Monday, June 25, 2007

Think out of the box, M'sia

It is my belief that it is often wise to let others do the talking sometimes and just listen or in this case here, to borrow the knowledgeable eloquent writer's writing. James Wong is a truly remarkable guy whose intelligence is undoubtedly apparent. His adoring supporting electorate obviously appreciates his compassion, fair-mindedness and understanding of many Malaysian issues and his compassion for all strata of society is admirable.

Personally, I have also come to the conclusion after much reflection on the NEP, that it ought to be scrapped and the playing field be leveled like in Singapore. Even while I was in Canada, Malaysia was ridiculed by MBCs (Malaysian born Canadians), Singaporean Malay and Chinese friends and others because of the slow pace of its socio-economic development and the discriminatory policies that were (and still are) in force here. 'Why', they were questioning me, at that time in the late 1980s 'are there so many Bumiputra nouveau riche on one hand and so many more impoverished Malaysians of all races after all these years since the NEP was introduced years ago'?

Now, Malaysians are told the bad news that the target of 30% has even fallen further behind despite the more convincing private conclusions of a reputable Malaysian NGO that the 30% has been breached to a higher figure, well over 45%.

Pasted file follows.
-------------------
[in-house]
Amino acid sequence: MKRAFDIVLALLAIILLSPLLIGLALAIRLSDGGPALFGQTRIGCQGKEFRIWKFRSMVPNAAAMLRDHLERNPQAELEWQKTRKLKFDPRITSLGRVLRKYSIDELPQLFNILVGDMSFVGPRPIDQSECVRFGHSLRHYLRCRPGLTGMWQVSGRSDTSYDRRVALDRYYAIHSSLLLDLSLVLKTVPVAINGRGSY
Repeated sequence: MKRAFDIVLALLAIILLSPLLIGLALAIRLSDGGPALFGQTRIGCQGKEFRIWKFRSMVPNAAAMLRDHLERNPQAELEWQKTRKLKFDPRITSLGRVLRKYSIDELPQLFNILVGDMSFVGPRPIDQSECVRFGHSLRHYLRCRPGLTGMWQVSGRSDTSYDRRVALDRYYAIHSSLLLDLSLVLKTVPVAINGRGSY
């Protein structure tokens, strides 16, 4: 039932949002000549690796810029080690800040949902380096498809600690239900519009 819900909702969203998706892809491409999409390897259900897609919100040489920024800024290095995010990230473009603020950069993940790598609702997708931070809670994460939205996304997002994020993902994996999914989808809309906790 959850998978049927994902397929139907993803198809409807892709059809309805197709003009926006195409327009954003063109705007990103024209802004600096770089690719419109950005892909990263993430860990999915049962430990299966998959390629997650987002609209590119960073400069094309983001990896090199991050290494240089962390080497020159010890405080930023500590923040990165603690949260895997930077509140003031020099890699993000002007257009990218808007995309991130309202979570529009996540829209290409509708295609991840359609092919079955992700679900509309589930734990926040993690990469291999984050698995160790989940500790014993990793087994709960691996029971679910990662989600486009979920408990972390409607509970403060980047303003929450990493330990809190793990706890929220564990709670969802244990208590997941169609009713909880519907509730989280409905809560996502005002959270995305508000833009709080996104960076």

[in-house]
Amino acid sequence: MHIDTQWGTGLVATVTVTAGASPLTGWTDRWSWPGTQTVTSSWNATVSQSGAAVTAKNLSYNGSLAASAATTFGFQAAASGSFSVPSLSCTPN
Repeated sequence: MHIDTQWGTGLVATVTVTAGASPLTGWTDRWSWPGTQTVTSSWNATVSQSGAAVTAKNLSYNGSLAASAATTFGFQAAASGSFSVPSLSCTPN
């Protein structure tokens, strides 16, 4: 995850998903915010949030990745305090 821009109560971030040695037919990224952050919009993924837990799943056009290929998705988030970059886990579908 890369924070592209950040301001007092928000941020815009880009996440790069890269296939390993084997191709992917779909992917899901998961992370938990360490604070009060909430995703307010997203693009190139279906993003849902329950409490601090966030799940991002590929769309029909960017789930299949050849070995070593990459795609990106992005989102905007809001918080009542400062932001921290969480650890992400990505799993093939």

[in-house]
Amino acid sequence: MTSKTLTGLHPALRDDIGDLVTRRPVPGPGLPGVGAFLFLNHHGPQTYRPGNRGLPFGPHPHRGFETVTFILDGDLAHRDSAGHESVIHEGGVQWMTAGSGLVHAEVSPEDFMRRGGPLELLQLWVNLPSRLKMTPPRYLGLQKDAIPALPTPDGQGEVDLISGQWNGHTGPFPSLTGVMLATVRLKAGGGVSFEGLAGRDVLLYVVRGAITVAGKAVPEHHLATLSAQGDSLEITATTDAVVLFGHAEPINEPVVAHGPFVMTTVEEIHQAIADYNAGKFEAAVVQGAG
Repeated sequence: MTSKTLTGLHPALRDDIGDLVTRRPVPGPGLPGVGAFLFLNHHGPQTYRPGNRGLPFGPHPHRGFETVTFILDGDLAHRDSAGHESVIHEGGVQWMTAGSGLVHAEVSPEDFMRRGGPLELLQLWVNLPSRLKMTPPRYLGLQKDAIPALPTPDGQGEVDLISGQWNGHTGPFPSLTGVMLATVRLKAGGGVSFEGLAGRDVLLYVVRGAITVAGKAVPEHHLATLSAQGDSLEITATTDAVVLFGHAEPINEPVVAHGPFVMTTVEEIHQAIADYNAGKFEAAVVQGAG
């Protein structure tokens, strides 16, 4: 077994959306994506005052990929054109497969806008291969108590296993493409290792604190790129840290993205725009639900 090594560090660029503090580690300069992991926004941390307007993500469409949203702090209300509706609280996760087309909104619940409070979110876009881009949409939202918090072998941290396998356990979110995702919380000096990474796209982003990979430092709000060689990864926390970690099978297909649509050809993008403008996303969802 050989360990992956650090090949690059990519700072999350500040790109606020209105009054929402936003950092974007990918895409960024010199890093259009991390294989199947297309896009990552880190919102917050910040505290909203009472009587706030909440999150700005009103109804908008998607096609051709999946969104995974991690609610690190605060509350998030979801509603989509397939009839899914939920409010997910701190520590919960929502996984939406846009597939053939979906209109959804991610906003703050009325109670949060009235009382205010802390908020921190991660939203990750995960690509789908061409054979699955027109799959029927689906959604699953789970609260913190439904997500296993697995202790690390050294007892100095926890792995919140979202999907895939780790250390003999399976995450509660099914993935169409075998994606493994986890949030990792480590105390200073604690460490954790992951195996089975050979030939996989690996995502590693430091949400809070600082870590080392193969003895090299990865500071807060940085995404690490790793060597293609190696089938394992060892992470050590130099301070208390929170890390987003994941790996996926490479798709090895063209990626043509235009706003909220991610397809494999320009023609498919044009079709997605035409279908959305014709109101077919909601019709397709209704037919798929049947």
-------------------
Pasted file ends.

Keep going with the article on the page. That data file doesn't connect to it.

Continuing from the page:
Well, since the government thinks the figure cannot be reached and keeps rolling back the deadlines for it to end, it should rethink about having it anymore, more so when there appears to be strong evidence the policy was born out of unholy self-serving human interests.

I need to mention that the last time I posted a critical letter that touched on the NEP, written by a wise Singaporean Malay, I received an overwhelming response from angry and disappointed Malaysians all over the world (some of the many brains I've heard who emigrated overseas in disgust), all of whom supported the good doctor's comments, telling Bumiputras to awake and stop being spoon-fed for so long in today's competitive global world.